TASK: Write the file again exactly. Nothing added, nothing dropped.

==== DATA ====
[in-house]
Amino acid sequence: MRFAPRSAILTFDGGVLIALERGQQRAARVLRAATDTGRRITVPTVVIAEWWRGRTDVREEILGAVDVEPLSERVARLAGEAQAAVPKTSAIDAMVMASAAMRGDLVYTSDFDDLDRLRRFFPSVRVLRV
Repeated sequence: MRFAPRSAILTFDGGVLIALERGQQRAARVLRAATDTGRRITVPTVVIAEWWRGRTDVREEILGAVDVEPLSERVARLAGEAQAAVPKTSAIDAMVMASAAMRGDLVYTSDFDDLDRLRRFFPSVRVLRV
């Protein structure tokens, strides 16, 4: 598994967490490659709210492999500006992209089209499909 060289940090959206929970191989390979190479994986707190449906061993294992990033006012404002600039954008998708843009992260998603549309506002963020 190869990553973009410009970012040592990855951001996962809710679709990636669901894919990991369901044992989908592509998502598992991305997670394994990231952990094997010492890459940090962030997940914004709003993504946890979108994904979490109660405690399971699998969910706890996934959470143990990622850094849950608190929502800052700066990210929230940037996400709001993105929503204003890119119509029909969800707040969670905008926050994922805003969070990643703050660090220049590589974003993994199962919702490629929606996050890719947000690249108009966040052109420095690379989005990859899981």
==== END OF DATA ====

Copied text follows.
[in-house]
Amino acid sequence: MRFAPRSAILTFDGGVLIALERGQQRAARVLRAATDTGRRITVPTVVIAEWWRGRTDVREEILGAVDVEPLSERVARLAGEAQAAVPKTSAIDAMVMASAAMRGDLVYTSDFDDLDRLRRFFPSVRVLRV
Repeated sequence: MRFAPRSAILTFDGGVLIALERGQQRAARVLRAATDTGRRITVPTVVIAEWWRGRTDVREEILGAVDVEPLSERVARLAGEAQAAVPKTSAIDAMVMASAAMRGDLVYTSDFDDLDRLRRFFPSVRVLRV
């Protein structure tokens, strides 16, 4: 598994967490490659709210492999500006992209089209499909 060289940090959206929970191989390979190479994986707190449906061993294992990033006012404002600039954008998708843009992260998603549309506002963020 190869990553973009410009970012040592990855951001996962809710679709990636669901894919990991369901044992989908592509998502598992991305997670394994990231952990094997010492890459940090962030997940914004709003993504946890979108994904979490109660405690399971699998969910706890996934959470143990990622850094849950608190929502800052700066990210929230940037996400709001993105929503204003890119119509029909969800707040969670905008926050994922805003969070990643703050660090220049590589974003993994199962919702490629929606996050890719947000690249108009966040052109420095690379989005990859899981």